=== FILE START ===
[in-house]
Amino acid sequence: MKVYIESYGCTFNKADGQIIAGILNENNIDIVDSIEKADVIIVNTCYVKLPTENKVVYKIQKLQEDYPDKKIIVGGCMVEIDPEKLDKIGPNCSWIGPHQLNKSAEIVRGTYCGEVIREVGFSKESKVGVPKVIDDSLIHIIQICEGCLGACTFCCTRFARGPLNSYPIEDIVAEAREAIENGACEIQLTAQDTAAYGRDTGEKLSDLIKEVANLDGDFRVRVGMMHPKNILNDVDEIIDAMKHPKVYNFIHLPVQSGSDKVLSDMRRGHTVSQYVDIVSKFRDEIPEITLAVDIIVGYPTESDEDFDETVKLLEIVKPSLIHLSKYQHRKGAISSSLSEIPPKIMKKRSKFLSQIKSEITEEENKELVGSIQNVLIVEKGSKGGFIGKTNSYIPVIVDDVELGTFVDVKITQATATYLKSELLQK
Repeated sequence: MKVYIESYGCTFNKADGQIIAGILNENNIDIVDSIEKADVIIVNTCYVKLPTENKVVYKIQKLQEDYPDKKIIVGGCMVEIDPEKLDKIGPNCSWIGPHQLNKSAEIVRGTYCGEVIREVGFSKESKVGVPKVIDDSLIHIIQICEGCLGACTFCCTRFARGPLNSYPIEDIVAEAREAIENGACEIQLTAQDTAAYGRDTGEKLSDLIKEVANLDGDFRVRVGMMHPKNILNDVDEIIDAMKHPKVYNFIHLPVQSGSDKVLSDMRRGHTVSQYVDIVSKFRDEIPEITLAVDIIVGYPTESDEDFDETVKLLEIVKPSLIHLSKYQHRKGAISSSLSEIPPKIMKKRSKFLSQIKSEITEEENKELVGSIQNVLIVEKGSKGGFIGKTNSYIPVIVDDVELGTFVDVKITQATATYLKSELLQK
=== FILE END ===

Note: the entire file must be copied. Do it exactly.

[in-house]
Amino acid sequence: MKVYIESYGCTFNKADGQIIAGILNENNIDIVDSIEKADVIIVNTCYVKLPTENKVVYKIQKLQEDYPDKKIIVGGCMVEIDPEKLDKIGPNCSWIGPHQLNKSAEIVRGTYCGEVIREVGFSKESKVGVPKVIDDSLIHIIQICEGCLGACTFCCTRFARGPLNSYPIEDIVAEAREAIENGACEIQLTAQDTAAYGRDTGEKLSDLIKEVANLDGDFRVRVGMMHPKNILNDVDEIIDAMKHPKVYNFIHLPVQSGSDKVLSDMRRGHTVSQYVDIVSKFRDEIPEITLAVDIIVGYPTESDEDFDETVKLLEIVKPSLIHLSKYQHRKGAISSSLSEIPPKIMKKRSKFLSQIKSEITEEENKELVGSIQNVLIVEKGSKGGFIGKTNSYIPVIVDDVELGTFVDVKITQATATYLKSELLQK
Repeated sequence: MKVYIESYGCTFNKADGQIIAGILNENNIDIVDSIEKADVIIVNTCYVKLPTENKVVYKIQKLQEDYPDKKIIVGGCMVEIDPEKLDKIGPNCSWIGPHQLNKSAEIVRGTYCGEVIREVGFSKESKVGVPKVIDDSLIHIIQICEGCLGACTFCCTRFARGPLNSYPIEDIVAEAREAIENGACEIQLTAQDTAAYGRDTGEKLSDLIKEVANLDGDFRVRVGMMHPKNILNDVDEIIDAMKHPKVYNFIHLPVQSGSDKVLSDMRRGHTVSQYVDIVSKFRDEIPEITLAVDIIVGYPTESDEDFDETVKLLEIVKPSLIHLSKYQHRKGAISSSLSEIPPKIMKKRSKFLSQIKSEITEEENKELVGSIQNVLIVEKGSKGGFIGKTNSYIPVIVDDVELGTFVDVKITQATATYLKSELLQK